Climbing inside the ropes of professional wrestling’s biggest stage wasn’t a linear move for 37-year-old Gainesville native AJ Styles. Although he wrestled briefly for World Wrestling Entertainment in 2002, it took 14 years and countless bumps and bruises elsewhere before he returned to the WWE spotlight.
“I know I took the long route to get here, but it was worth it,” said Styles, nicknamed “the Phenomenal One” for his high-flying in-ring artistry. “The timing was perfect when it came to my career. And I’m ready to be that WWE superstar.”
Having spent a majority of his career working for Total Nonstop Action Wrestling, WWE’s struggling rival, Styles also chalked up countless mat hours with other wrestling companies, most recently New Japan Pro Wrestling, based in Tokyo. Yet, it was his long-awaited arrival in WWE in January at its Royal Rumble pay-per-view event that’s arguably made the most noise on his rasslin’ resume thus far.
Since then, Styles already has sparked a feud with popular grappler Chris Jericho, appeared regularly on WWE broadcasts, and will make his homecoming March 1 at Philips Arena for a taping of WWE’s “SmackDown” program, which airs 8 p.m. Thursdays on USA Network.
Taking time in between body slams, Styles recently chatted about his arrival in WWE, the reaction in the locker room, and the road to WrestleMania, the Super Bowl of pro wrestling.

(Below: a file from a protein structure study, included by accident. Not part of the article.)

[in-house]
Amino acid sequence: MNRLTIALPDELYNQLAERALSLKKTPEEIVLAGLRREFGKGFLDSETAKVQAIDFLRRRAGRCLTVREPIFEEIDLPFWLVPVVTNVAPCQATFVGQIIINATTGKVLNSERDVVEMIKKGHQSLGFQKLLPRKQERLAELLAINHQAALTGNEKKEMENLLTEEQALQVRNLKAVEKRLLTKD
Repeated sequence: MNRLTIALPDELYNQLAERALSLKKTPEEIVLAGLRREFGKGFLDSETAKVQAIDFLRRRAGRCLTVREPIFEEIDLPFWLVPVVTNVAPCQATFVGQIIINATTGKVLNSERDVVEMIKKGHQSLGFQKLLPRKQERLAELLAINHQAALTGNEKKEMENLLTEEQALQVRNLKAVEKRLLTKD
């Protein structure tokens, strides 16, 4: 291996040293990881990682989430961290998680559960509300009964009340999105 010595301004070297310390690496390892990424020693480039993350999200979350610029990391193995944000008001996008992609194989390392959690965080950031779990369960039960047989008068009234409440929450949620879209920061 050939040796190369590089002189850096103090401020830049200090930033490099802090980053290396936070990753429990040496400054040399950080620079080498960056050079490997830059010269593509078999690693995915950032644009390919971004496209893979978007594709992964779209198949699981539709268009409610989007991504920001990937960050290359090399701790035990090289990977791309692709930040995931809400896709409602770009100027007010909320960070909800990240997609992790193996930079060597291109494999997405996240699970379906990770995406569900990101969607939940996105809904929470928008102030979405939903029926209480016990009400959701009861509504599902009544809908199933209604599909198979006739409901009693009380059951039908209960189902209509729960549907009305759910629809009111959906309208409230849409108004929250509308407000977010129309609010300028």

On how it felt walking to the ring at WWE’s Royal Rumble in January:
“I had never really experienced something like that before. You never know what reaction you may get. This is the WWE universe. While I’ve wrestled all over the world, you’re not sure how many people actually got to see that. To walk out and hear that explosion of people, I could have just turned around and walked back through the curtain. That was all I needed. But it was great stepping into the ring against one of the biggest superstars in WWE, Roman Reigns.”
On his reception in the WWE locker room:
“I didn’t expect (the wrestlers) to be so open to me coming in. These guys bust their tails and made a lot of sacrifices to be here. And here comes this guy out of nowhere. Sometimes you’ll walk into a locker room and you’ll get, ‘What’s that guy doing here?’ In WWE, it’s not like that at all. They literally welcomed me with open arms. I can’t describe how great the locker room is. This is why the WWE is successful, because they have a locker room that gets it done. These guys get it and understand, and they’re ready to get out there and work. They know we’re in the entertainment business, and they respect what I’ve done. You don’t see that everywhere.”
On his bucket list of WWE experiences:
“Everyone wants that WrestleMania moment. That’s another big one for me. I’m hoping I can be a part of that. I’ve already done some amazing things in WWE, wrestling on ‘Raw’ and ‘SmackDown.’ I got the opportunity to do my first WWE pay-per-view with Royal Rumble, but to appear at WrestleMania would be unbelievable.”
On what he looks forward to when coming off the road:
“I have four kids and a wife, and I love them. The first thing I want to do when I come back into town is get home, and hug them and squeeze them. I have a 1-year-old daughter, and she’s amazing. So I just want to get home, take them out to dinner and have that family atmosphere. … There’s nothing like spending time with your family at home. That’s the life that I live. To me, there’s only one thing more important than my family and that’s God. The rest is all them.”
WWE “SmackDown.” 7 p.m. March 1. $24-$109 plus fees. Philips Arena, 1 Philips Drive, Atlanta. 1-800-653-8000, ticketmaster.com.